Complexes of Cu–Polysaccharide of a Marine Red Microalga Produce Spikes with Antimicrobial Activity

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Metal–polysaccharides have recently raised significant interest due to their multifunctional bioactivities. The antimicrobial activity of a complex of Cu2O with the sulfated polysaccharide (PS) of the marine red microalga Porphyridium sp. was previously attributed to spikes formed on the complex surface (roughness). This hypothesis was further examined here using other Cu–PS complexes (i.e., monovalent-Cu2O, CuCl and divalent-CuO, CuCl2). The nanostructure parameters of the monovalent complexes, namely, longer spikes (1000 nm) and greater density (2000–5000 spikes/µm2) were found to be related to the superior inhibition of microbial growth and viability and biofilm formation. When Escherichia coli TV1061, used as a bioluminescent test organism, was exposed to the monovalent Cu–PS complexes, enhanced bioluminescence accumulation was observed, probably due to membrane perforation by the spikes on the surface of the complexes and consequent cytoplasmic leakage. In addition, differences were found in the surface chemistry of the monovalent and divalent Cu–PS complexes, with the monovalent Cu–PS complexes exhibiting greater stability (ζ-potential, FTIR spectra, and leaching out), which could be related to spike formation. This study thus supports our hypothesis that the spikes protruding from the monovalent Cu–PS surfaces, as characterized by their aspect ratio, are responsible for the antimicrobial and antibiofilm activities of the complexes.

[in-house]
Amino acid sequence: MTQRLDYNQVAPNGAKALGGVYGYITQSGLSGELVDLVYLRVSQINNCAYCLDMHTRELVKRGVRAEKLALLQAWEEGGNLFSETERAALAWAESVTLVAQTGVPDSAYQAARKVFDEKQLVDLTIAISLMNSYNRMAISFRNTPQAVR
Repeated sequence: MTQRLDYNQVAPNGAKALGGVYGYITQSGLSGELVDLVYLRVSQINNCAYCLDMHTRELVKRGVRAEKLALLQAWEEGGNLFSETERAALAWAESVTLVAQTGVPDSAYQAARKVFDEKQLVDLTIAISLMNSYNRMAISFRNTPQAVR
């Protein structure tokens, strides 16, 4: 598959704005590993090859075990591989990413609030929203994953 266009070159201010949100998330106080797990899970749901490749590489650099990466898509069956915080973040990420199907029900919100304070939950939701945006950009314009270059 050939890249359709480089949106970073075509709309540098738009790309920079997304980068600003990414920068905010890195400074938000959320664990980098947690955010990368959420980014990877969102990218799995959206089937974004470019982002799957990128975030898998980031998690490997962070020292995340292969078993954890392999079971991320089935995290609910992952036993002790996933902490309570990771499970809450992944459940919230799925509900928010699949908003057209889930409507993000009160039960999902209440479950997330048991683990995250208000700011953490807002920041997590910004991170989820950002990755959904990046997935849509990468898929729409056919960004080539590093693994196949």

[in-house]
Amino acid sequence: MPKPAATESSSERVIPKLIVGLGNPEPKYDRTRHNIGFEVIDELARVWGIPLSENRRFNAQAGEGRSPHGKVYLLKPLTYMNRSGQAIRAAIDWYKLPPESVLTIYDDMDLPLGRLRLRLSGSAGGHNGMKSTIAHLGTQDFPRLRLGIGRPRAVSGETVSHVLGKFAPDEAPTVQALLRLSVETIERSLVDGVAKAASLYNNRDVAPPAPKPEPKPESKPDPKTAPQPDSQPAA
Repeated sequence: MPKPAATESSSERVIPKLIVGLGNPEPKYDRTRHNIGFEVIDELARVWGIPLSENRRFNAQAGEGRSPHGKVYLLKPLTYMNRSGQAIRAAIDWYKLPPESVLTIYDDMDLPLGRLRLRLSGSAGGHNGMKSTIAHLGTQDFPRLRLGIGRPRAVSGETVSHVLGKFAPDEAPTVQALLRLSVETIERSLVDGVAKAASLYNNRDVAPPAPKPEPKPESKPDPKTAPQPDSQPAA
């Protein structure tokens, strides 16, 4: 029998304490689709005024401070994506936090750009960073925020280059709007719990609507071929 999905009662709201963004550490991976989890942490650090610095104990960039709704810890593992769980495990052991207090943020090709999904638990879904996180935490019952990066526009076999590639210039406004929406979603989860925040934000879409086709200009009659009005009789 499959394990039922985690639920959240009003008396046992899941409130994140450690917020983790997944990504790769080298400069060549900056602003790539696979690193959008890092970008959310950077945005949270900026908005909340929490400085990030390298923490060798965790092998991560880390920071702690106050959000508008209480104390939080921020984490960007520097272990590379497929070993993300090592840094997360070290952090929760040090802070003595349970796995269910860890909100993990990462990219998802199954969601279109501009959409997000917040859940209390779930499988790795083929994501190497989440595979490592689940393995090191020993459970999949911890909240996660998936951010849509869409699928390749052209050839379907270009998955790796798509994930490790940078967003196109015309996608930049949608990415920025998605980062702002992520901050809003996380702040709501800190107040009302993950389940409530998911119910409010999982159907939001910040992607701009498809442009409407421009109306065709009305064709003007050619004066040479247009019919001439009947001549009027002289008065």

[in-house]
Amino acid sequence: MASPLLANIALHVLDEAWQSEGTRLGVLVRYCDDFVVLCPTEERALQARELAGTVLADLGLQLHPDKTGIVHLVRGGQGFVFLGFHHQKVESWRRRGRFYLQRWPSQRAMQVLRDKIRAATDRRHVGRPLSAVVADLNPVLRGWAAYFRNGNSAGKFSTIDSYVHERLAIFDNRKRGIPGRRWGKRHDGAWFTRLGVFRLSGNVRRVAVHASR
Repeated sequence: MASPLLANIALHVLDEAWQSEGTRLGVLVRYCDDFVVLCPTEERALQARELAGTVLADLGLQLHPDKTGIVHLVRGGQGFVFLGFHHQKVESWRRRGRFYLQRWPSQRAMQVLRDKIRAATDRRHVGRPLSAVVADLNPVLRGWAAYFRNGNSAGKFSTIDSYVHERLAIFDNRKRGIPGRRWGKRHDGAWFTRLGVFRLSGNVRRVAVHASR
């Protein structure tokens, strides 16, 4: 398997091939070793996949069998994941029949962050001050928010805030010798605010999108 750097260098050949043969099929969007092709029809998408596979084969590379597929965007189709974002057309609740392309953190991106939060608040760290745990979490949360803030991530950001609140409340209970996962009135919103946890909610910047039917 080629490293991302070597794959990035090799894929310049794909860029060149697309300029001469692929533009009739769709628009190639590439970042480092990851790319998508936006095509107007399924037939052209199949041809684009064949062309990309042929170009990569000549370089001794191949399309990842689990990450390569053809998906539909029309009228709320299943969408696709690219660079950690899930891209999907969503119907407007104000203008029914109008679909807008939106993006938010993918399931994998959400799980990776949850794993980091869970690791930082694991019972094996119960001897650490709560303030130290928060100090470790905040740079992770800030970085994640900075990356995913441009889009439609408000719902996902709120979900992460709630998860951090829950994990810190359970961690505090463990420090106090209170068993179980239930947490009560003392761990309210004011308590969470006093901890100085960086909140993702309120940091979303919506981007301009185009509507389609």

Original languageEnglish
Article number787
JournalMarine Drugs
Issue number12
StatePublished - 12 Dec 2022


  • antimicrobial activities
  • biomaterials
  • metal complexes
  • red microalgae
  • spike formation
  • sulfated polysaccharides

ASJC Scopus subject areas

  • Drug Discovery
  • Pharmacology, Toxicology and Pharmaceutics (miscellaneous)
  • Pharmaceutical Science


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